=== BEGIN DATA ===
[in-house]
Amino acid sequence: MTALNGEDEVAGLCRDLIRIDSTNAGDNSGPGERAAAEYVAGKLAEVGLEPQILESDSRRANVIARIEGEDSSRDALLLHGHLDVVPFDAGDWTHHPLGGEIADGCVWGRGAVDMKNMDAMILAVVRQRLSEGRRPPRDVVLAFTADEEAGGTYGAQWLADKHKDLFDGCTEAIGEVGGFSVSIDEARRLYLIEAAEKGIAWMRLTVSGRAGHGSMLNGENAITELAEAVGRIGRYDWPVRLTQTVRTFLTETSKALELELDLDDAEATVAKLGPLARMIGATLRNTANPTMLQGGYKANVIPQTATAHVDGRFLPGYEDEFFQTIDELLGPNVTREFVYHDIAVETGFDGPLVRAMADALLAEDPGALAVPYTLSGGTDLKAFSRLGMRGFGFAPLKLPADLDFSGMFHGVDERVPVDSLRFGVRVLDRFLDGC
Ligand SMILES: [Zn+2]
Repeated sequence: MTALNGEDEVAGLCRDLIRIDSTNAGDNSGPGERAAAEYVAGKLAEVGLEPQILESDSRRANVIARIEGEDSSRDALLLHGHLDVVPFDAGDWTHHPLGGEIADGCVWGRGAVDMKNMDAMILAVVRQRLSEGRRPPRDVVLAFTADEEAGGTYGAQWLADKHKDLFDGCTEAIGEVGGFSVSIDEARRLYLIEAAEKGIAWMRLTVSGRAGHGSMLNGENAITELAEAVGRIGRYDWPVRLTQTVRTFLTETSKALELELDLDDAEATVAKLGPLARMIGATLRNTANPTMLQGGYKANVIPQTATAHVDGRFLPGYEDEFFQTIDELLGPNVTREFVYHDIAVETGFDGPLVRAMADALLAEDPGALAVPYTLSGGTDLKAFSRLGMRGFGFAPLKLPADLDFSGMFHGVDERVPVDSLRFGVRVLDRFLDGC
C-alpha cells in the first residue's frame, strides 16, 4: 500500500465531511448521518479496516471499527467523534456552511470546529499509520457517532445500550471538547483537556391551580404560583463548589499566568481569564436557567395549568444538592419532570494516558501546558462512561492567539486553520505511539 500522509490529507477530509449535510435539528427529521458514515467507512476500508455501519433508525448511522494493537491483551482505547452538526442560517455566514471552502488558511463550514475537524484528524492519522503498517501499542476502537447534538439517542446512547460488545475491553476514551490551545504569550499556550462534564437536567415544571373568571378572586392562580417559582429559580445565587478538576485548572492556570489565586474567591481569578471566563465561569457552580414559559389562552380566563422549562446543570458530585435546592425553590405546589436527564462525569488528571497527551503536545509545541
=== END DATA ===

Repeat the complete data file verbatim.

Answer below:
[in-house]
Amino acid sequence: MTALNGEDEVAGLCRDLIRIDSTNAGDNSGPGERAAAEYVAGKLAEVGLEPQILESDSRRANVIARIEGEDSSRDALLLHGHLDVVPFDAGDWTHHPLGGEIADGCVWGRGAVDMKNMDAMILAVVRQRLSEGRRPPRDVVLAFTADEEAGGTYGAQWLADKHKDLFDGCTEAIGEVGGFSVSIDEARRLYLIEAAEKGIAWMRLTVSGRAGHGSMLNGENAITELAEAVGRIGRYDWPVRLTQTVRTFLTETSKALELELDLDDAEATVAKLGPLARMIGATLRNTANPTMLQGGYKANVIPQTATAHVDGRFLPGYEDEFFQTIDELLGPNVTREFVYHDIAVETGFDGPLVRAMADALLAEDPGALAVPYTLSGGTDLKAFSRLGMRGFGFAPLKLPADLDFSGMFHGVDERVPVDSLRFGVRVLDRFLDGC
Ligand SMILES: [Zn+2]
Repeated sequence: MTALNGEDEVAGLCRDLIRIDSTNAGDNSGPGERAAAEYVAGKLAEVGLEPQILESDSRRANVIARIEGEDSSRDALLLHGHLDVVPFDAGDWTHHPLGGEIADGCVWGRGAVDMKNMDAMILAVVRQRLSEGRRPPRDVVLAFTADEEAGGTYGAQWLADKHKDLFDGCTEAIGEVGGFSVSIDEARRLYLIEAAEKGIAWMRLTVSGRAGHGSMLNGENAITELAEAVGRIGRYDWPVRLTQTVRTFLTETSKALELELDLDDAEATVAKLGPLARMIGATLRNTANPTMLQGGYKANVIPQTATAHVDGRFLPGYEDEFFQTIDELLGPNVTREFVYHDIAVETGFDGPLVRAMADALLAEDPGALAVPYTLSGGTDLKAFSRLGMRGFGFAPLKLPADLDFSGMFHGVDERVPVDSLRFGVRVLDRFLDGC
C-alpha cells in the first residue's frame, strides 16, 4: 500500500465531511448521518479496516471499527467523534456552511470546529499509520457517532445500550471538547483537556391551580404560583463548589499566568481569564436557567395549568444538592419532570494516558501546558462512561492567539486553520505511539 500522509490529507477530509449535510435539528427529521458514515467507512476500508455501519433508525448511522494493537491483551482505547452538526442560517455566514471552502488558511463550514475537524484528524492519522503498517501499542476502537447534538439517542446512547460488545475491553476514551490551545504569550499556550462534564437536567415544571373568571378572586392562580417559582429559580445565587478538576485548572492556570489565586474567591481569578471566563465561569457552580414559559389562552380566563422549562446543570458530585435546592425553590405546589436527564462525569488528571497527551503536545509545541